In Banff, British Columbia, it seems a “massive” gray wolf got hungry – hungry enough to try to run down a man on a motorcycle. Excerpt:
Last Saturday, Banff mechanic Tim Bartlett was christening a new motorcycle through the Rocky Mountains when he had a rare wildlife encounter that was equal parts terrifying and enchanting. On a stretch of British Columbia’s Highway 93, a massive grey wolf emerged from the trees, lunged at his speeding ride and chased after him at full speed as he pulled away.
The story would have become little more than another legend clanging around the roadhouses of Western Canada if Mr. Bartlett had not whipped a camera out of his top pocket to record the event for posterity; capturing a series of rare snapshots that have since been beamed around the world. The Post’s Tristin Hopper reached him by phone on Friday morning.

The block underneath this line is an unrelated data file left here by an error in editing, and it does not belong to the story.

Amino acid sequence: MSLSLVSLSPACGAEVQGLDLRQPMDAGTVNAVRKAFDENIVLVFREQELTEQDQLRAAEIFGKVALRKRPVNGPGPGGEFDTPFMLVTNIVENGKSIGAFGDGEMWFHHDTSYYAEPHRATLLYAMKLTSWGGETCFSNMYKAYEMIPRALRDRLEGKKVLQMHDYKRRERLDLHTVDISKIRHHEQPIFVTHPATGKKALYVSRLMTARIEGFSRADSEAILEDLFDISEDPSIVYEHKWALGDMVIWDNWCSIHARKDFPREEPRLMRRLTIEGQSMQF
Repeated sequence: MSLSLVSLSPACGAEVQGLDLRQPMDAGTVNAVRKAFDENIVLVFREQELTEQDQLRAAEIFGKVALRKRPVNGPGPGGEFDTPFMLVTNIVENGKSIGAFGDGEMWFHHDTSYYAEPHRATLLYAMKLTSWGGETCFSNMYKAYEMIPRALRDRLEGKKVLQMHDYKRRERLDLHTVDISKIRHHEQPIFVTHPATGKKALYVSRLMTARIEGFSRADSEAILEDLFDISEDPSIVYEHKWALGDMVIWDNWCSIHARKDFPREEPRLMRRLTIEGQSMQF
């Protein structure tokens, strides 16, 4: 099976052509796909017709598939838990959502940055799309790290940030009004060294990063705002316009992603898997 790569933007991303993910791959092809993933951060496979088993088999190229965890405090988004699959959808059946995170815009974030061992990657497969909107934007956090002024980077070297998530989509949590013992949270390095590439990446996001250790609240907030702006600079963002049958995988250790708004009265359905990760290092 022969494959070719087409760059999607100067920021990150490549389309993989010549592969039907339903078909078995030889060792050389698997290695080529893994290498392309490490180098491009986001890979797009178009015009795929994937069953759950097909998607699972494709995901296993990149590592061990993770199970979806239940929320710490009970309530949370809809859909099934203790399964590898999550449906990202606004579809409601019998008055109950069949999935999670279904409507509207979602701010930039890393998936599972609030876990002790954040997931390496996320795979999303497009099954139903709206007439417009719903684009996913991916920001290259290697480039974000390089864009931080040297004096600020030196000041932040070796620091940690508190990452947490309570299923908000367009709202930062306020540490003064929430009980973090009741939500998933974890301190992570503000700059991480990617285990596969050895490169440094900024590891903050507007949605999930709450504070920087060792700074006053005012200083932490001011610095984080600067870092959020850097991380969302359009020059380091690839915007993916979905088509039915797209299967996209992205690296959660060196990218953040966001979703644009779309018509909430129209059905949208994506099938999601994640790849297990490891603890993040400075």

Anyone who has ever seen a farm dog chase a car would wonder if this wolf really had predatory intent or if it was just following the same “chase it” instinct that all canines have. But wolves aren’t generally known for chasing cars, in fact North American wolves generally go out of their way to avoid humans and their constructs.
Amazing that Mr. Barlett had the presence of mind to snap some photos, or else he would have had a hard time convincing anyone of the veracity of his story; still (see the photos at the link above) the photographic evidence is sure as hell convincing.
All in all I’m a little envious. I’ve heard wolves in the wild but never have seen one – yet. They’re magnificent animals. While they are almost genetically identical to domestic dogs (your household mutt is now known to have descended from an Eurasian wolf) they remain more adaptable, tougher and more intelligent than most domestic dogs. They also lack the unique understanding of humans and human behavior that their domestic cousins seem to have evolved, which isn’t surprising.
Maybe a trip to Banff is in order.